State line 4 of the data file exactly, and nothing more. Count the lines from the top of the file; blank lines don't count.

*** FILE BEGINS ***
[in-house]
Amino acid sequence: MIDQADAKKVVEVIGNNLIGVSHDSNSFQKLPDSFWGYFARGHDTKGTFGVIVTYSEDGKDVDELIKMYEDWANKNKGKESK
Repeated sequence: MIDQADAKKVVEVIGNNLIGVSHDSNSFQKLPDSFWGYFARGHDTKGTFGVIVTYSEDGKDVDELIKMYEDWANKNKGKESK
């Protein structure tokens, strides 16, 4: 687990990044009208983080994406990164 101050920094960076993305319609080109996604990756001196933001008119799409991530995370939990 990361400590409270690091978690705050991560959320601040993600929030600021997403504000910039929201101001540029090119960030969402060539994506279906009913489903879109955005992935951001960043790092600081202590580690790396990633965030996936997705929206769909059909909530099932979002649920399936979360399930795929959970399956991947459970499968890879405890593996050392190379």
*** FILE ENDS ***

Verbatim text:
């Protein structure tokens, strides 16, 4: 687990990044009208983080994406990164 101050920094960076993305319609080109996604990756001196933001008119799409991530995370939990 990361400590409270690091978690705050991560959320601040993600929030600021997403504000910039929201101001540029090119960030969402060539994506279906009913489903879109955005992935951001960043790092600081202590580690790396990633965030996936997705929206769909059909909530099932979002649920399936979360399930795929959970399956991947459970499968890879405890593996050392190379």